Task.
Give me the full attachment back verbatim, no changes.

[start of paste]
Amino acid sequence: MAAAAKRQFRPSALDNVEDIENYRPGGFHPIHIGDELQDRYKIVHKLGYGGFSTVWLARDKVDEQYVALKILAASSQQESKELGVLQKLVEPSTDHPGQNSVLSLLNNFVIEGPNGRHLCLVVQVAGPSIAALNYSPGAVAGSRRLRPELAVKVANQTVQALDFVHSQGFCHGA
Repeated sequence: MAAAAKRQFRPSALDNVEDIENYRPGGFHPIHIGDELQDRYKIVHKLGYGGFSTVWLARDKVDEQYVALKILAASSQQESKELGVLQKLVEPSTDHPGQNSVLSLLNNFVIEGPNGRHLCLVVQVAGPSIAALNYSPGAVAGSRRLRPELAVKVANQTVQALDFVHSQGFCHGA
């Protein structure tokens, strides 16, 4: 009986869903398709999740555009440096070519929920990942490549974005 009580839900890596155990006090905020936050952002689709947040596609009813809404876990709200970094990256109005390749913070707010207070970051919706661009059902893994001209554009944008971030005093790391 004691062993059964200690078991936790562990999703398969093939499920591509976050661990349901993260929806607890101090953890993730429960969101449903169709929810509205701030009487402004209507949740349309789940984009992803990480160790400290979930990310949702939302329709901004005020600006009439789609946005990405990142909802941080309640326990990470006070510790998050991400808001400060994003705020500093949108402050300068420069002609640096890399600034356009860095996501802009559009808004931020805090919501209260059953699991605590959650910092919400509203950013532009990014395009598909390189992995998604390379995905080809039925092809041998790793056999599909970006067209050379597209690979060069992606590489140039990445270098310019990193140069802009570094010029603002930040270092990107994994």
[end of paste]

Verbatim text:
Amino acid sequence: MAAAAKRQFRPSALDNVEDIENYRPGGFHPIHIGDELQDRYKIVHKLGYGGFSTVWLARDKVDEQYVALKILAASSQQESKELGVLQKLVEPSTDHPGQNSVLSLLNNFVIEGPNGRHLCLVVQVAGPSIAALNYSPGAVAGSRRLRPELAVKVANQTVQALDFVHSQGFCHGA
Repeated sequence: MAAAAKRQFRPSALDNVEDIENYRPGGFHPIHIGDELQDRYKIVHKLGYGGFSTVWLARDKVDEQYVALKILAASSQQESKELGVLQKLVEPSTDHPGQNSVLSLLNNFVIEGPNGRHLCLVVQVAGPSIAALNYSPGAVAGSRRLRPELAVKVANQTVQALDFVHSQGFCHGA
């Protein structure tokens, strides 16, 4: 009986869903398709999740555009440096070519929920990942490549974005 009580839900890596155990006090905020936050952002689709947040596609009813809404876990709200970094990256109005390749913070707010207070970051919706661009059902893994001209554009944008971030005093790391 004691062993059964200690078991936790562990999703398969093939499920591509976050661990349901993260929806607890101090953890993730429960969101449903169709929810509205701030009487402004209507949740349309789940984009992803990480160790400290979930990310949702939302329709901004005020600006009439789609946005990405990142909802941080309640326990990470006070510790998050991400808001400060994003705020500093949108402050300068420069002609640096890399600034356009860095996501802009559009808004931020805090919501209260059953699991605590959650910092919400509203950013532009990014395009598909390189992995998604390379995905080809039925092809041998790793056999599909970006067209050379597209690979060069992606590489140039990445270098310019990193140069802009570094010029603002930040270092990107994994």